Teammates and coaches, however, witnessed her angry outbreaks during practices. A teacher noticed her distress and sent the girl to the school counselor, according to court documents.
At first, she refused to detail her problem. Then she said a friend of hers had been molested. Finally, after several meetings, she told the counselor that she had been molested by her mother's boss but didn't want it reported, she testified.
The counselor, as required by state law, told police anyway.
When the mother arrived home to find her daughter speaking to police, she telephoned the family's most-trusted advisor: French Anderson.
At first, the girl told officers there was no molestation. The counselor was wrong. Eventually, she confided the abuse.
By this time, the girl had cut off personal contact with Anderson. He sent her e-mails begging to see her. She didn't have to talk to him or even acknowledge him, he wrote, he could just watch her at a soccer game.
"I would park in the back on Meridian, arrive just at the start, go up into the stands on the far right and sit by myself, never approach the field or make any contact, and leave right away at the end without talking to anybody," he pleaded in e-mails presented during the trial.
She testified that she sent him e-mails asking him why he had abused her and insisting that he admit what he had done.
Anderson, also testifying in court, said his e-mail replies addressed emotional, not sexual, abuse. In one e-mail, he wrote he was considering suicide:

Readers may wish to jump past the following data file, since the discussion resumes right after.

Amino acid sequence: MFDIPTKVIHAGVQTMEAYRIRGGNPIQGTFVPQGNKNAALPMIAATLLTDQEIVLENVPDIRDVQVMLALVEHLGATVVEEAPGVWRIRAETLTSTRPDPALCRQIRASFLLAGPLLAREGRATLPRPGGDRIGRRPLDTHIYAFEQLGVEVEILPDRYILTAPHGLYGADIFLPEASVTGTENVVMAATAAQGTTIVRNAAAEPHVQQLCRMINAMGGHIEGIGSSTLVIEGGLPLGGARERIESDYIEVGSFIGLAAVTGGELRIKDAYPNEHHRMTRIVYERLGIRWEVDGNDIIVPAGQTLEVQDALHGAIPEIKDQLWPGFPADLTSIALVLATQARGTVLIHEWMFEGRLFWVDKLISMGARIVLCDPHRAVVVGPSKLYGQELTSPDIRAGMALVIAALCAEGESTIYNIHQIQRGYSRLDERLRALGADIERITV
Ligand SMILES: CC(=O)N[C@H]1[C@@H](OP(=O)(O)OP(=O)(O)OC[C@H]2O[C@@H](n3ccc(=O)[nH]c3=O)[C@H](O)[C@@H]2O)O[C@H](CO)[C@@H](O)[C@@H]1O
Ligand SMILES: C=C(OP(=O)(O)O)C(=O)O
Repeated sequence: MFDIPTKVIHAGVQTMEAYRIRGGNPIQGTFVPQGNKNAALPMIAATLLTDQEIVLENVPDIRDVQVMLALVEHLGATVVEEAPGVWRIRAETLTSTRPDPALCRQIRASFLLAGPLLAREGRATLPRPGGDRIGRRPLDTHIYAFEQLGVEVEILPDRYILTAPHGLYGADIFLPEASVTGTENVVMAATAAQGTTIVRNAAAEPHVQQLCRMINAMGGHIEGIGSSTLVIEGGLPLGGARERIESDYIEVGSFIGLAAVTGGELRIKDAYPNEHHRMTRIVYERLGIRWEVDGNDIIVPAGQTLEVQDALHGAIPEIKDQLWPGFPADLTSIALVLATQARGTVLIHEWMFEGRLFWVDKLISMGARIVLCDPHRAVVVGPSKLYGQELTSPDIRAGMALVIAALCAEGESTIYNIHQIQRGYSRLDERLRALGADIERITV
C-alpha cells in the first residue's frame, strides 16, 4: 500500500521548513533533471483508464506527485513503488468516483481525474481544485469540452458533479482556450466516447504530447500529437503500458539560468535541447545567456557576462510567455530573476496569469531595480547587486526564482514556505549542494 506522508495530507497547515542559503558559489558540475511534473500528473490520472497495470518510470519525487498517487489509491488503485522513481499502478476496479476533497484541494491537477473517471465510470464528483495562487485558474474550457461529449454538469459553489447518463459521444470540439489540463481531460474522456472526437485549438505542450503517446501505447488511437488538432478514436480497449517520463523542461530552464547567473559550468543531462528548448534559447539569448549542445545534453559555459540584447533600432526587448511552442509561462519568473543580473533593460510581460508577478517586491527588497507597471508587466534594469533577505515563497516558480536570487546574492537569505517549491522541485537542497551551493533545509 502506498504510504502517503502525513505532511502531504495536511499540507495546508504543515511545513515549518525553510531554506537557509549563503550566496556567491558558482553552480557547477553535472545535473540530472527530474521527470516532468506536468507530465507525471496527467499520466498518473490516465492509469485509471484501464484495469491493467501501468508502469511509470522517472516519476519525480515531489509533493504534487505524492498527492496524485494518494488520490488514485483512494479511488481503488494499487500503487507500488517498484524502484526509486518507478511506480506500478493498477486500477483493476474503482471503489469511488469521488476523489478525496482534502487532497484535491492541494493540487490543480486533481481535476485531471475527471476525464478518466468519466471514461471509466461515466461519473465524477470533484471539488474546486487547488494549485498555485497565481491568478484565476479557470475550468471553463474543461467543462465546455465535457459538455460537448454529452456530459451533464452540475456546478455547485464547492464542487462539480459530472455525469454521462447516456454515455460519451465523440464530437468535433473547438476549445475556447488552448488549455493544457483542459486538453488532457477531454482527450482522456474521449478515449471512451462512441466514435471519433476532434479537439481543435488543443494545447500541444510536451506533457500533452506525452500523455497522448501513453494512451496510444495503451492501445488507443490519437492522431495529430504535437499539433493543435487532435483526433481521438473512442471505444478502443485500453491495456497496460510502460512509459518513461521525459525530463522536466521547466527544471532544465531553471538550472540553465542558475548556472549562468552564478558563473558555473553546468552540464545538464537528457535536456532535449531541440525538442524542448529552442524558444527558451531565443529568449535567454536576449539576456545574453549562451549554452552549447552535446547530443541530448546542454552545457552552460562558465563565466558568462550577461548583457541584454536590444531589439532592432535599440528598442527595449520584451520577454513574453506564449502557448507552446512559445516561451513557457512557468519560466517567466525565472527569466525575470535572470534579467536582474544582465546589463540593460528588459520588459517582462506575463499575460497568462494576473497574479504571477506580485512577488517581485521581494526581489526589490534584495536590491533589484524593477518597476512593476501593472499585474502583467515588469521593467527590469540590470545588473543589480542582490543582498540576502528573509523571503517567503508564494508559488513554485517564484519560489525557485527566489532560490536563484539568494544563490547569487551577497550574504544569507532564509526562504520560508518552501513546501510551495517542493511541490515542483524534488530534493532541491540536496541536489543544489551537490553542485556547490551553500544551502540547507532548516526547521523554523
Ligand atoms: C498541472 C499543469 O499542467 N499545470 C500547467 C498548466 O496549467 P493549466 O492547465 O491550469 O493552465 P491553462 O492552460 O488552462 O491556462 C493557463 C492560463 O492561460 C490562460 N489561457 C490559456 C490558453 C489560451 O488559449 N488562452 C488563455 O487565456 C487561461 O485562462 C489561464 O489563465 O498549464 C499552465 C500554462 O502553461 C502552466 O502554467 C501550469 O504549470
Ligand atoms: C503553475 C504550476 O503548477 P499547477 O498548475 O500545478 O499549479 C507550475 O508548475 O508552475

"If I saw you and your whole family destroyed, and my whole career down the tubes, and all the thousands of people abandoned who would have been helped by cures your mother and I are developing, then I can understand what would drive a person to suicide.... For me, a powerful 9-millimeter bullet through the side of the head would be the way to go."
Directed by Los Angeles County sheriff's deputies, who were given the case because of Anderson's connections to the San Marino police force, the girl demanded the library meeting the Thursday before the Fourth of July weekend in 2004.
Anderson testified in his trial that his statements at the library were not sincere, that he was trying to tell the girl what she wanted to hear so he could get away. Afterward, French and Kathryn Anderson signed a joint letter to the San Marino department, whose chief had sent his two young children to the Anderson home for karate lessons.
The 3 1/2 -page, single-spaced letter speculated that the girl might be preparing to extort them: "If she has also descended into street drug use, then she may need money.... How do we protect ourselves from an extortion attempt? What should we do?"
Four weeks later, Anderson was arrested and released on bail, then arrested six months later, when a Maryland man claimed that Anderson had molested him 20 years earlier. Anderson was charged then with abusing the boy, but Maryland prosecutors eventually dropped the case.
A Los Angeles Superior Court jury on July 19 found Anderson guilty of four counts of continuous sex abuse and lewd acts toward a child under 14.
Anderson is undergoing psychological tests in prison in preparation for his Nov. 17 sentencing. Kathryn Anderson no longer lives in the house she had shared with her husband of 45 years. It was sold in May.
Anderson faces up to 22 years in prison, perhaps a life sentence for a man now 69 years old.
The girl says that her abuse could pain her forever. But the injury has also strengthened her sense of purpose. Powerfully built, she tells her story confidently. She is a soccer star at a prestigious college.
She says she wants to tell other victims to fight back, even against powerful people whom they may have cared for. "A lot of things were shattered," she said in her interview. She had to accept that "a person I had trusted my whole life was not a good person."
But she also found "so many people came to my side; they helped me realize the world's a good place."
Others should know, she says, "you do not have to be a victim forever."